*I recommend cutting everything to a size that is easy to eat when clumped together with noodles. I.e. ribbons, slivers and match sticks.
Now that we have a tv (got it a couple of months ago) I am forced to watch – or at least listen to in the background – it almost the entire time my hubby is home. The only benefit from it is that sometimes on those annoying shows where two celebrities, with nothing interesting to say, wander around a neighborhood and try restaurants and visit shops, uncover good recipe ideas. A recent episode of one of those shows was actually filmed in my FIL’s hometown and featured some yummy looking rice. At the restaurant the rice was cooked on the stove in individual sized traditional rice cookers. It had chicken, maitake mushrooms and some sort of golden brown broth. I tried to copy the process as best I could and was pleased at the results. At first I couldn’t decide whether to use dashi (fish stock) or mentsuyu (noodle dipping sauce/soup). I decided to try it with mentsuyu. I also made it in the rice cooker because I don’t have a traditional rice cooker.
Maitake and Chicken Gohan
2 cups uncooked rice (one cup of rice in Japan is 180mL)
1 package maitake mushrooms, diced
50 grams of chicken (I used breast meat but thigh meat would probably have more flavor)
30mL mentsuyu (it comes in concentrated form)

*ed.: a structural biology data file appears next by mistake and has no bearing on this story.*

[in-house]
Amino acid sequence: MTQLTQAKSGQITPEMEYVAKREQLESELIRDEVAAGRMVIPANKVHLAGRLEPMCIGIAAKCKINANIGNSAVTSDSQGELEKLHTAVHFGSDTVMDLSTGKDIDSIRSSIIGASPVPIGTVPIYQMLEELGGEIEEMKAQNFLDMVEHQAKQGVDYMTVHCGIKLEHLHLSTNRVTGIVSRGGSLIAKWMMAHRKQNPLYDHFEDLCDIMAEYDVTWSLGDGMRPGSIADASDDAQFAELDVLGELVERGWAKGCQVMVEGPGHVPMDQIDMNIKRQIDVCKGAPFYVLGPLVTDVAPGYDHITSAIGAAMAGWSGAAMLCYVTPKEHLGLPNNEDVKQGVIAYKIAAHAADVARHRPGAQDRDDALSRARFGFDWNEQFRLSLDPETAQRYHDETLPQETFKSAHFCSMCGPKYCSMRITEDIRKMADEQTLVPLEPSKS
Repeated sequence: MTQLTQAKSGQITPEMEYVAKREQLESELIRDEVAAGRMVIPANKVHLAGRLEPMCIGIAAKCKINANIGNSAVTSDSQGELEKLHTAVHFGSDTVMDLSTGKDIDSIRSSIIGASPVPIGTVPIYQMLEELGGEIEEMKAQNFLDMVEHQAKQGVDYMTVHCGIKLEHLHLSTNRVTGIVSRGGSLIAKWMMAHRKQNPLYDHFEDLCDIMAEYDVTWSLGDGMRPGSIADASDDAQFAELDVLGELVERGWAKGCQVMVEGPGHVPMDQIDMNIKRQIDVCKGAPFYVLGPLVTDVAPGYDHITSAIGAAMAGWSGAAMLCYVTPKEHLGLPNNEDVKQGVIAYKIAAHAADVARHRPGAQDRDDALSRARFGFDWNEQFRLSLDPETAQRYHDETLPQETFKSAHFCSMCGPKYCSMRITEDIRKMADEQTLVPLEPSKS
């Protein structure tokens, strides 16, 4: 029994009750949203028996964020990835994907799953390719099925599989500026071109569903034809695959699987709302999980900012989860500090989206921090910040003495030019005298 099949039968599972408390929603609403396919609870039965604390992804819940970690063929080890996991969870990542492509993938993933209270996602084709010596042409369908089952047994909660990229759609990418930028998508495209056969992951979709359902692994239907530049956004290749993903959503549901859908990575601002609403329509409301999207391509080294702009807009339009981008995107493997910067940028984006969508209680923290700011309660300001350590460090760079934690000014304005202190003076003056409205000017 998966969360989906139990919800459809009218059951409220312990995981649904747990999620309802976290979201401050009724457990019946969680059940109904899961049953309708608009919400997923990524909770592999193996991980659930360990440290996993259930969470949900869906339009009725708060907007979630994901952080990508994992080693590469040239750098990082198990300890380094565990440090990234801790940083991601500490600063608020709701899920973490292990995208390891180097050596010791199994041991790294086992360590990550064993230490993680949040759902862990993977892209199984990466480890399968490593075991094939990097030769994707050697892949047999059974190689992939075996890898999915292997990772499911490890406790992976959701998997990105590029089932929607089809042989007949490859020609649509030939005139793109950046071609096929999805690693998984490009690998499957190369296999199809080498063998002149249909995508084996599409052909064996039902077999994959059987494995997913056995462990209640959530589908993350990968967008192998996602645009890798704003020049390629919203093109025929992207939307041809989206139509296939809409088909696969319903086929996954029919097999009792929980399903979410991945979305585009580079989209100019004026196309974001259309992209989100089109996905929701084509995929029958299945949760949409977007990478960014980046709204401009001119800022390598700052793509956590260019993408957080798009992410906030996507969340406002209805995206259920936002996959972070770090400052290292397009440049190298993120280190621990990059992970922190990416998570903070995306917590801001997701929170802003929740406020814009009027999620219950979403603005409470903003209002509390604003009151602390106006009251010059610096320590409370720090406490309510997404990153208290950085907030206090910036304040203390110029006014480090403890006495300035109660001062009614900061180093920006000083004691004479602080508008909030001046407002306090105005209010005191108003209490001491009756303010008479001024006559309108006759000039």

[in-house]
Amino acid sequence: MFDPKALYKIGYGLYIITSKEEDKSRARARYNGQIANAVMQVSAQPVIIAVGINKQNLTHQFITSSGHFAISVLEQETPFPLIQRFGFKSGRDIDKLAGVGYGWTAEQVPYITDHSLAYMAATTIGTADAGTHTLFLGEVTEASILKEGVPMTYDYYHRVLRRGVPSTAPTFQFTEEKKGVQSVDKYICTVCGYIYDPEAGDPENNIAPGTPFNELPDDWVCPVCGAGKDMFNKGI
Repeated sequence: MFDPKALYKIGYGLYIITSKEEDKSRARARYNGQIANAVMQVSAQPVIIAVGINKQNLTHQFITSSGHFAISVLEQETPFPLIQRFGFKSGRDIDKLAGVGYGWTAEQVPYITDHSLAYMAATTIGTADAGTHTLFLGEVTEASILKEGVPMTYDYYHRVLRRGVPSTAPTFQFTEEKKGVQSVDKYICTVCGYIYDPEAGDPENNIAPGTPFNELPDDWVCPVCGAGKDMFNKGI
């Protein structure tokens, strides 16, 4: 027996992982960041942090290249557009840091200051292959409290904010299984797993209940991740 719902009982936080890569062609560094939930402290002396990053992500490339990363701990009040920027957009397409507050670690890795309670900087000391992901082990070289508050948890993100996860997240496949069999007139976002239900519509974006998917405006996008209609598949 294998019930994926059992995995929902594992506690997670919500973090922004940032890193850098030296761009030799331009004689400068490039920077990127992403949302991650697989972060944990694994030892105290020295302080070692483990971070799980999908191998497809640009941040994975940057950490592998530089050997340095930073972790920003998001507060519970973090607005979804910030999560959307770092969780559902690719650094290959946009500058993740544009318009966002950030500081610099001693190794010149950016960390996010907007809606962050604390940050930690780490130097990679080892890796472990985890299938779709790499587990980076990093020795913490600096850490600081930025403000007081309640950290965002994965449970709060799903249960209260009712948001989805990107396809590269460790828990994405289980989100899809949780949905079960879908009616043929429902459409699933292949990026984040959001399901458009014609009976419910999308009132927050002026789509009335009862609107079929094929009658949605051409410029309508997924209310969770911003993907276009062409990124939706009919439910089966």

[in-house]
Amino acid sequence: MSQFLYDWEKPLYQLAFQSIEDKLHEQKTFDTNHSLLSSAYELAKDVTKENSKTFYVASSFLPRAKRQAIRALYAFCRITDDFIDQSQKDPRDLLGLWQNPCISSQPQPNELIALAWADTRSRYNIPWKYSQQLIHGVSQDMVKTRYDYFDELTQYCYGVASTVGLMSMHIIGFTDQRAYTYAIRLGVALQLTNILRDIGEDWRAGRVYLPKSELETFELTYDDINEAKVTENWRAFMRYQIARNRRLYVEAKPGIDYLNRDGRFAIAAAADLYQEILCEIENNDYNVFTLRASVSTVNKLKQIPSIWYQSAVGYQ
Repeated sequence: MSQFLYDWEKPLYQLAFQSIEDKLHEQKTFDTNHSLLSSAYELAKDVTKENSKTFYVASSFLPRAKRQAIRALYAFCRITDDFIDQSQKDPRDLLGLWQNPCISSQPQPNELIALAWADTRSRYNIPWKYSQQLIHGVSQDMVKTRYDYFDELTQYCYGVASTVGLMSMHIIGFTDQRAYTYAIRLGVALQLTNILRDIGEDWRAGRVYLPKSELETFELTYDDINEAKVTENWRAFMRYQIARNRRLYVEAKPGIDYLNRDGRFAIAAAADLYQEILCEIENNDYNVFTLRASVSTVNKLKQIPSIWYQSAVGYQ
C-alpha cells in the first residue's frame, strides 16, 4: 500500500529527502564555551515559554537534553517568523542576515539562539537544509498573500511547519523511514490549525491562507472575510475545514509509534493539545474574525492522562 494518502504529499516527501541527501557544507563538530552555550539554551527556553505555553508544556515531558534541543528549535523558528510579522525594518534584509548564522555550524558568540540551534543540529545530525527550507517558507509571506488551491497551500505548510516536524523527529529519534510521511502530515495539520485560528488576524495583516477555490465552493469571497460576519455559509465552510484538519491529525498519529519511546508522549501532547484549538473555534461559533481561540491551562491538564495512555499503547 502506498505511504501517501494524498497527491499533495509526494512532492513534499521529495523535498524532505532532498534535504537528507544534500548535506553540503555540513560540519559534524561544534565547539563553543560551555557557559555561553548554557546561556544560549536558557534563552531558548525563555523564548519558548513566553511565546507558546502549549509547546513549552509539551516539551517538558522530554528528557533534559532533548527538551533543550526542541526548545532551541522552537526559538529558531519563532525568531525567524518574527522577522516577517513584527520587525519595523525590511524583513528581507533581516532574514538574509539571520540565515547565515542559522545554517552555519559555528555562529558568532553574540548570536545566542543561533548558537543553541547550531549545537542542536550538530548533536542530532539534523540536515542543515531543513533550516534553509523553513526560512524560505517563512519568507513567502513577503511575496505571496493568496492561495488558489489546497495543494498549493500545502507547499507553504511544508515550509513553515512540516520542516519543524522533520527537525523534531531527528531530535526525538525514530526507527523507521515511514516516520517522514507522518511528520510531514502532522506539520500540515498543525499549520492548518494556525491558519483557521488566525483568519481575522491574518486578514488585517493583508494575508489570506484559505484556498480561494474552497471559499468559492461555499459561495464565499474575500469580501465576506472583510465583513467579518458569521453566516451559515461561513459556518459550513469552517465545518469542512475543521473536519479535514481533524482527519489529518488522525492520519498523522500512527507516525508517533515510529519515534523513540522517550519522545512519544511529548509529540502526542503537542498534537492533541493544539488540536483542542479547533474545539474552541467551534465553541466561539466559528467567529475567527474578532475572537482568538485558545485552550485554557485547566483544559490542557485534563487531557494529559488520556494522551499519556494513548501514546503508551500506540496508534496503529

Put the rice in the rice cooker and wash the rice. Add the mentsuyu and fill up with water to just below the two cup line and stir quickly. Don’t go all the way up to the line as the mushrooms will sweat a bit during the cooking process. Put the chicken and mushrooms on top and start the rice cooker. You can stir everything or let the meat and mushrooms sit on top. Serve when ready.
It’s finally cooling off here in Japan and I am ecstatic. Why? I found a slow cooker at the local second hand shop for 1000yen during the peak of summer and have been dying to try it out. I have only used it twice so far this year, and like any new toy, it is driving me crazy. It needs to be used.
I love tonjiru that has been stewed for a long time. Tonjiru is a pork-based miso soup with lots of root vegetables. Naturally a tonjiru-like soup should taste great when cooked in the slow cooker. I was right.
Note: always add the miso right before serving and don’t boil it.
Slow Cooker Miso Soup with Pork and Udon
100g pork cubes
5-10cm burdock root
2-3 cabbage leaves (not a usual ingredient in tonjiru)
1 clove garlic
1 small piece ginger
1 tablespoon dashi granules (soup stock)
udon noodles for each person (I like the precooked ones you reheat in boiling water)
miso, to taste
Put all ingredients, except for noodles and miso, in the slow cooker and add enough water to cover the ingredients. Turn on high and cook for 3-4 hours. Turn down to low and keep warm until ready to serve. Add miso to taste.
Cook udon noodles according to package. Put one serving in each bowl and and spoon soup over until desired amount is reached. Serve immediately.
Leftovers taste great without noodles as regular miso soup. You could also thicken it and make miso stew.